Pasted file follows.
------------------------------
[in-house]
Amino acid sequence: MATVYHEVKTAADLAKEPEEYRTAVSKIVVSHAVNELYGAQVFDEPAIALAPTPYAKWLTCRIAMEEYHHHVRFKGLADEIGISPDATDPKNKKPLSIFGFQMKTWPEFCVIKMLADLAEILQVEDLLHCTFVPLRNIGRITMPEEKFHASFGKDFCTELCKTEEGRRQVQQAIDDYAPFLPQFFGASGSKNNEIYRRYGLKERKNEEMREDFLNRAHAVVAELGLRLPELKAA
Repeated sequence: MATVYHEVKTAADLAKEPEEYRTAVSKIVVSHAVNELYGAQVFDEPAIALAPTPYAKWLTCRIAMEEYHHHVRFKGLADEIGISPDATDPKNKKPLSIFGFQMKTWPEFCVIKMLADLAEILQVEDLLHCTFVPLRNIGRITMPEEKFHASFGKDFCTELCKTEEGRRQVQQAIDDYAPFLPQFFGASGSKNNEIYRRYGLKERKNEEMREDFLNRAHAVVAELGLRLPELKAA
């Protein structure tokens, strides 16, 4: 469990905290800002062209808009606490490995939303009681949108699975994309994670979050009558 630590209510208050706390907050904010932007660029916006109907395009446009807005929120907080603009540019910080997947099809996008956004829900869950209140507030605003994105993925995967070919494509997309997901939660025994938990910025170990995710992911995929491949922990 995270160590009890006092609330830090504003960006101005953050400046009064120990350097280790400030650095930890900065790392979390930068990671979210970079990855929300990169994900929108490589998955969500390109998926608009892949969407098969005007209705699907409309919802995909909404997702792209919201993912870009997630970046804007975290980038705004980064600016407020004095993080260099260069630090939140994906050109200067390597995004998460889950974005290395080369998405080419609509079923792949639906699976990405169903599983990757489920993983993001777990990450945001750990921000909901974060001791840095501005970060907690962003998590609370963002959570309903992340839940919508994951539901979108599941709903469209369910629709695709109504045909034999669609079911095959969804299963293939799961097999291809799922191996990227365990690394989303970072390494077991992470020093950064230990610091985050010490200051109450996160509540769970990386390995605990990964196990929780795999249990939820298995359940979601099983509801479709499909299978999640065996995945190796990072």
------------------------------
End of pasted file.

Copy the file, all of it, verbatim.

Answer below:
[in-house]
Amino acid sequence: MATVYHEVKTAADLAKEPEEYRTAVSKIVVSHAVNELYGAQVFDEPAIALAPTPYAKWLTCRIAMEEYHHHVRFKGLADEIGISPDATDPKNKKPLSIFGFQMKTWPEFCVIKMLADLAEILQVEDLLHCTFVPLRNIGRITMPEEKFHASFGKDFCTELCKTEEGRRQVQQAIDDYAPFLPQFFGASGSKNNEIYRRYGLKERKNEEMREDFLNRAHAVVAELGLRLPELKAA
Repeated sequence: MATVYHEVKTAADLAKEPEEYRTAVSKIVVSHAVNELYGAQVFDEPAIALAPTPYAKWLTCRIAMEEYHHHVRFKGLADEIGISPDATDPKNKKPLSIFGFQMKTWPEFCVIKMLADLAEILQVEDLLHCTFVPLRNIGRITMPEEKFHASFGKDFCTELCKTEEGRRQVQQAIDDYAPFLPQFFGASGSKNNEIYRRYGLKERKNEEMREDFLNRAHAVVAELGLRLPELKAA
């Protein structure tokens, strides 16, 4: 469990905290800002062209808009606490490995939303009681949108699975994309994670979050009558 630590209510208050706390907050904010932007660029916006109907395009446009807005929120907080603009540019910080997947099809996008956004829900869950209140507030605003994105993925995967070919494509997309997901939660025994938990910025170990995710992911995929491949922990 995270160590009890006092609330830090504003960006101005953050400046009064120990350097280790400030650095930890900065790392979390930068990671979210970079990855929300990169994900929108490589998955969500390109998926608009892949969407098969005007209705699907409309919802995909909404997702792209919201993912870009997630970046804007975290980038705004980064600016407020004095993080260099260069630090939140994906050109200067390597995004998460889950974005290395080369998405080419609509079923792949639906699976990405169903599983990757489920993983993001777990990450945001750990921000909901974060001791840095501005970060907690962003998590609370963002959570309903992340839940919508994951539901979108599941709903469209369910629709695709109504045909034999669609079911095959969804299963293939799961097999291809799922191996990227365990690394989303970072390494077991992470020093950064230990610091985050010490200051109450996160509540769970990386390995605990990964196990929780795999249990939820298995359940979601099983509801479709499909299978999640065996995945190796990072």